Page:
Robert Motherwell, ‘At Five in the Afternoon’, 1948 -1949, Dedalus Foundation

This is the first painting in what would become Motherwell’s Elegy to the Spanish Republic series.
The title alludes to the refrain of Federico García Lorca’s poem “Lament for Ignacio Sánchez Mejías,”
in which the famed bullfighter is mortally wounded “At five in the afternoon. / It was exactly five in the afternoon.” This painting embodies what Motherwell understood as a “Spanish” sense of death, an
aesthetic based on strong passion austerely but persuasively communicated. The insistent repetitions
of the refrain in Lorca’s poem are paralleled by the way the black ovals are played against the repeated
black vertical forms.

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Private collection

About Robert Motherwell

Alongside Jackson Pollock, Mark Rothko, and Willem de Kooning, Robert Motherwell is considered one of the great American Abstract Expressionist painters. His esteemed intellect not only undergirded his gorgeous, expressive paintings—frequently featuring bold black shapes against fields of color—but also made Motherwell one of the leading writers, theorists, and advocates of the New York School. He forged close friendships with the European Surrealists and other intellectuals over his interests in poetry and philosophy, and as such served as a vital link between the pre-war avant-garde in Europe and its post-war counterpart in New York, establishing automatism and psychoanalysis as central concerns of American abstraction. "It's not that the creative act and the critical act are simultaneous," Motherwell said. "It's more like you blurt something out and then analyze it.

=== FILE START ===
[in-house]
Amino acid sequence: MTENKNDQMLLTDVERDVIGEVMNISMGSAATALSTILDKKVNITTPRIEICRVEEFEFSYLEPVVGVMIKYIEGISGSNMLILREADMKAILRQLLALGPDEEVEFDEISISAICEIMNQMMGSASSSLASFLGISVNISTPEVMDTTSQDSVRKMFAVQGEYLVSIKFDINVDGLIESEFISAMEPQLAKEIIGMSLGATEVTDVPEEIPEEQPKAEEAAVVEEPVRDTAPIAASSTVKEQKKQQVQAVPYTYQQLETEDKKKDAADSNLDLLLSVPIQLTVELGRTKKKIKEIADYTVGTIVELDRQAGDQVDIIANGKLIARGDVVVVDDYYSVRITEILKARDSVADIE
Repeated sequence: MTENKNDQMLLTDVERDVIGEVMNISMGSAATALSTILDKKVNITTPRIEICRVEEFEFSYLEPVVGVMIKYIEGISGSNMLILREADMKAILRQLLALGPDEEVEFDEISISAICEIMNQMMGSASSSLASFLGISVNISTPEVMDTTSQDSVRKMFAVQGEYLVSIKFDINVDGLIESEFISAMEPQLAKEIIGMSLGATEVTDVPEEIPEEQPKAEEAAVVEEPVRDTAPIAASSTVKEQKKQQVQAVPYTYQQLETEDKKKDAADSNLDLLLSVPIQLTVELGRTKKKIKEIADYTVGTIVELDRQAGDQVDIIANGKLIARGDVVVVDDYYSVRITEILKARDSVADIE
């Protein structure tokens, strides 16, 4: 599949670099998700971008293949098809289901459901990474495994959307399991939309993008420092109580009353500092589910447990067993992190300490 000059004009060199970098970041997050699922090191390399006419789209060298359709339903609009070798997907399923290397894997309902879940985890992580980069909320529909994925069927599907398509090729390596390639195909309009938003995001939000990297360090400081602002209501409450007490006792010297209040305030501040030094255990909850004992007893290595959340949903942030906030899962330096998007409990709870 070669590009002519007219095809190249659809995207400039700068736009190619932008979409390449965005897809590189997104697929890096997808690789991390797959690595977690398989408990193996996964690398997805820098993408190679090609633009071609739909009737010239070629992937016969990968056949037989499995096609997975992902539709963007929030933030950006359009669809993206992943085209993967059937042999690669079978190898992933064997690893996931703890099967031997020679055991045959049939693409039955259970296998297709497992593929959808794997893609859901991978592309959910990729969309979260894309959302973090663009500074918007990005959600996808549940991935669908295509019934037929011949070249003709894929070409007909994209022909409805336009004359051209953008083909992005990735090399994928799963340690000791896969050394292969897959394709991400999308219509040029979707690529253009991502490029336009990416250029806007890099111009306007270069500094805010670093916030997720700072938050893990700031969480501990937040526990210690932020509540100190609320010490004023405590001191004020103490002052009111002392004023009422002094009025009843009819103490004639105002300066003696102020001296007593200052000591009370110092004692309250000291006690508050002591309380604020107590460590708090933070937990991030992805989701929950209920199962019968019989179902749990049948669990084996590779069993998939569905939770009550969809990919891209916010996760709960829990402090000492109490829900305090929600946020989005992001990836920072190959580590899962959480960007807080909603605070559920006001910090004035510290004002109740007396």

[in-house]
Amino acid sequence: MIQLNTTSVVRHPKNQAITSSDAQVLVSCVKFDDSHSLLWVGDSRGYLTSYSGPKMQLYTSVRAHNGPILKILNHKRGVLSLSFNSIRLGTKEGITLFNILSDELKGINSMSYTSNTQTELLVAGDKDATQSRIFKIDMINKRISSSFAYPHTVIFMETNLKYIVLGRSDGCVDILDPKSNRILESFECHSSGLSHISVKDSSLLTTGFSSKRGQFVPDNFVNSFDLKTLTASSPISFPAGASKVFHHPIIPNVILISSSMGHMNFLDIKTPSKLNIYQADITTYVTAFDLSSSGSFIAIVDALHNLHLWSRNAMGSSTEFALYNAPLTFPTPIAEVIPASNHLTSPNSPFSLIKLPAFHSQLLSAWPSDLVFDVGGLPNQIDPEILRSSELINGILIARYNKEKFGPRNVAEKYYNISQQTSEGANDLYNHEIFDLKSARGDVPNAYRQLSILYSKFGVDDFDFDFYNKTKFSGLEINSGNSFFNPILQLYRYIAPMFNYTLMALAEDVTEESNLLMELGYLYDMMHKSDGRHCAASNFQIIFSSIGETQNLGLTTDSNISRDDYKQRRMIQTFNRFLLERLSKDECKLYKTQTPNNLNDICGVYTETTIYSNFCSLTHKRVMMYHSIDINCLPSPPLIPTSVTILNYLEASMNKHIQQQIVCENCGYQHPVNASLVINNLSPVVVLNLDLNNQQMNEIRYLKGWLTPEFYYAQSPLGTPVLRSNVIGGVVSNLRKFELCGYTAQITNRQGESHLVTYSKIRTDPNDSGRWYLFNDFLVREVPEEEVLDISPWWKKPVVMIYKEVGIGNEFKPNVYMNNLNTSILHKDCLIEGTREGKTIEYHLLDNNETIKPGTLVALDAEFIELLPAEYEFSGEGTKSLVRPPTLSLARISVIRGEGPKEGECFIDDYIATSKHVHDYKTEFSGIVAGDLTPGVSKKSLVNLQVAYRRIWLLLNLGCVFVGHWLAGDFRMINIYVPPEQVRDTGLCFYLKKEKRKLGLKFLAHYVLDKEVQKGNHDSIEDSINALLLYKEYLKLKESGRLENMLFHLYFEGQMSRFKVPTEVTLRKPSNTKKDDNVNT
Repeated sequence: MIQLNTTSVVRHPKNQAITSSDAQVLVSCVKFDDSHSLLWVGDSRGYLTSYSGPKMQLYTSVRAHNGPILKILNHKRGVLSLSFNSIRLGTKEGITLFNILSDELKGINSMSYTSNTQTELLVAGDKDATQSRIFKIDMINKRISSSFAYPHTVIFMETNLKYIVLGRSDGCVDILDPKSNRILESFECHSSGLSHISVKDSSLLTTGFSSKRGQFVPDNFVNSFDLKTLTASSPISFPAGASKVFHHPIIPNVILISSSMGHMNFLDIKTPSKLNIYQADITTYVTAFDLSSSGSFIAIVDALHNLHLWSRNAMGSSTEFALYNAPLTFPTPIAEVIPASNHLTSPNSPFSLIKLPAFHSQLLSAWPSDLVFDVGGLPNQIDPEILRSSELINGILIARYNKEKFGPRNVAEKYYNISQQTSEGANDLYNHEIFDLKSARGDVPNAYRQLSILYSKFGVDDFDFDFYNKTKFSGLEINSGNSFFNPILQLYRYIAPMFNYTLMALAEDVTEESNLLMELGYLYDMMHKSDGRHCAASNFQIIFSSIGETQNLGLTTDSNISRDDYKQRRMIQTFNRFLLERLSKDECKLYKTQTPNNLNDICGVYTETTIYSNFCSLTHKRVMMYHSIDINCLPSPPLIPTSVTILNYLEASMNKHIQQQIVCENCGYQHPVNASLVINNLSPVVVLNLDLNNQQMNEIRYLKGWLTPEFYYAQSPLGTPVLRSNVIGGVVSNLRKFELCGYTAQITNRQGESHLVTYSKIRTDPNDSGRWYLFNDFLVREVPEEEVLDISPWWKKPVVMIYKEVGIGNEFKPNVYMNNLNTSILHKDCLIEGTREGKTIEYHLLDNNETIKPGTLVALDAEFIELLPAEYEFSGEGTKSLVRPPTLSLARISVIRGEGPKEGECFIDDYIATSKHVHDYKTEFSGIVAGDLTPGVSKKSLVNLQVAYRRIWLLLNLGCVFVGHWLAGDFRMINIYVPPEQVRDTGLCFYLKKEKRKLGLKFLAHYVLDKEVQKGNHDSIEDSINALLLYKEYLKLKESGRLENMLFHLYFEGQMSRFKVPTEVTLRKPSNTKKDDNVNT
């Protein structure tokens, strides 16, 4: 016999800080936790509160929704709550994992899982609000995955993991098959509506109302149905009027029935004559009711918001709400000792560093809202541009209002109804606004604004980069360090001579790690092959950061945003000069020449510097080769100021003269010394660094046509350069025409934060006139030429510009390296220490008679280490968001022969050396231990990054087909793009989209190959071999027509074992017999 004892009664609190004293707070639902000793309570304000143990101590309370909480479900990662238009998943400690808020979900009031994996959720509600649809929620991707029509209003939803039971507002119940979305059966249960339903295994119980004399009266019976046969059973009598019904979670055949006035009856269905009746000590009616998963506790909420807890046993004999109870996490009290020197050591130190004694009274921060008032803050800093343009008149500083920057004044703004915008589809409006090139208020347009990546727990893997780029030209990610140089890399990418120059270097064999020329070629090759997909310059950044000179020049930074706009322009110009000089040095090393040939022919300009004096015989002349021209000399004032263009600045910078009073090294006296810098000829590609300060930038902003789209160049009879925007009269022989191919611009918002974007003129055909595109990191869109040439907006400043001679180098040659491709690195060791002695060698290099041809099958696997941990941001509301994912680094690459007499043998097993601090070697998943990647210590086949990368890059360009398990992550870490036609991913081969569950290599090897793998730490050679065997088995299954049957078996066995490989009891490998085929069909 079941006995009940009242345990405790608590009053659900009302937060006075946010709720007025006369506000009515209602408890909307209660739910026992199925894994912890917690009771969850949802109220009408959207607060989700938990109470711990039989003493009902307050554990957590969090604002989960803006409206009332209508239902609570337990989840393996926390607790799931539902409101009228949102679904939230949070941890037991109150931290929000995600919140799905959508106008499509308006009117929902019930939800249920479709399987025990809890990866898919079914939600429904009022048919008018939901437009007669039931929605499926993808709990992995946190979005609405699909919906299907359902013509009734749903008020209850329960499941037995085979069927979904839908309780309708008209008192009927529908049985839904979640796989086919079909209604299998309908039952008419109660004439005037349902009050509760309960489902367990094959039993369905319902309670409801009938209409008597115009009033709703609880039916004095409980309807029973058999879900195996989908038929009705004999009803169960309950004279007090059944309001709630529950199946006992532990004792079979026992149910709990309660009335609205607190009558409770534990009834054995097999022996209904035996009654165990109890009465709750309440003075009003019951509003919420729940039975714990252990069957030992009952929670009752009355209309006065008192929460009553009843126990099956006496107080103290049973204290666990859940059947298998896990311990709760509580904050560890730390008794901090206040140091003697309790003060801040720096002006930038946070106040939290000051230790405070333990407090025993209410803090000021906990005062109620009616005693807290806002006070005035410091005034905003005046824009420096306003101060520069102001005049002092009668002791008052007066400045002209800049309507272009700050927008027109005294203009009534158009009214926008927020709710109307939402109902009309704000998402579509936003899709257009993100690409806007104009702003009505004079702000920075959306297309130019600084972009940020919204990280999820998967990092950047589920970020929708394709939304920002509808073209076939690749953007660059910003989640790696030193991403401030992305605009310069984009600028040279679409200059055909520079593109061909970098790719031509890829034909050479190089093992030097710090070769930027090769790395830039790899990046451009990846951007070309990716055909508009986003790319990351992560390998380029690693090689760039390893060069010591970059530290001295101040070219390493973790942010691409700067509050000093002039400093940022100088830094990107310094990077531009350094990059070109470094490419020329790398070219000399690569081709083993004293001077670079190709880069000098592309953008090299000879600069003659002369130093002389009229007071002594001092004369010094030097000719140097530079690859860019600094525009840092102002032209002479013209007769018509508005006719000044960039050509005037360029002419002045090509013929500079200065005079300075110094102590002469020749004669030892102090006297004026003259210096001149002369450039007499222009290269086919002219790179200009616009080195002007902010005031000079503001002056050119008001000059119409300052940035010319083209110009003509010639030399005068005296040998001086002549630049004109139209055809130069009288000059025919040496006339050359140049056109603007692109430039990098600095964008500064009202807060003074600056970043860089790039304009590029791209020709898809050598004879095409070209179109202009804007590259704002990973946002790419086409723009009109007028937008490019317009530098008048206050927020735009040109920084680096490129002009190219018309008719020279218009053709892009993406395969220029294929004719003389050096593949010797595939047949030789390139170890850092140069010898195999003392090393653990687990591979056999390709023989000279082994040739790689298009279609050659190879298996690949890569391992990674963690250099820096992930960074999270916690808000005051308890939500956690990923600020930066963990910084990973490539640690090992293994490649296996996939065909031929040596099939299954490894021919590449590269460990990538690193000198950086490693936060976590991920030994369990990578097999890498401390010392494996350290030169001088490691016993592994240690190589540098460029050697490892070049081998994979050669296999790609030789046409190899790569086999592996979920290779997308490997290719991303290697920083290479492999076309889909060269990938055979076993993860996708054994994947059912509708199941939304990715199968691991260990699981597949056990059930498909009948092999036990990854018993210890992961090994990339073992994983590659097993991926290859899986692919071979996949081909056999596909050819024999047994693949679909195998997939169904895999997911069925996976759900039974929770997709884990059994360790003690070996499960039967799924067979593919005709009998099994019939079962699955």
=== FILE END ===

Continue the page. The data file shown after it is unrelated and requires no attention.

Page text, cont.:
American, 1915-1991, Aberdeen, Washington, based in New York and Greenwich, Connecticut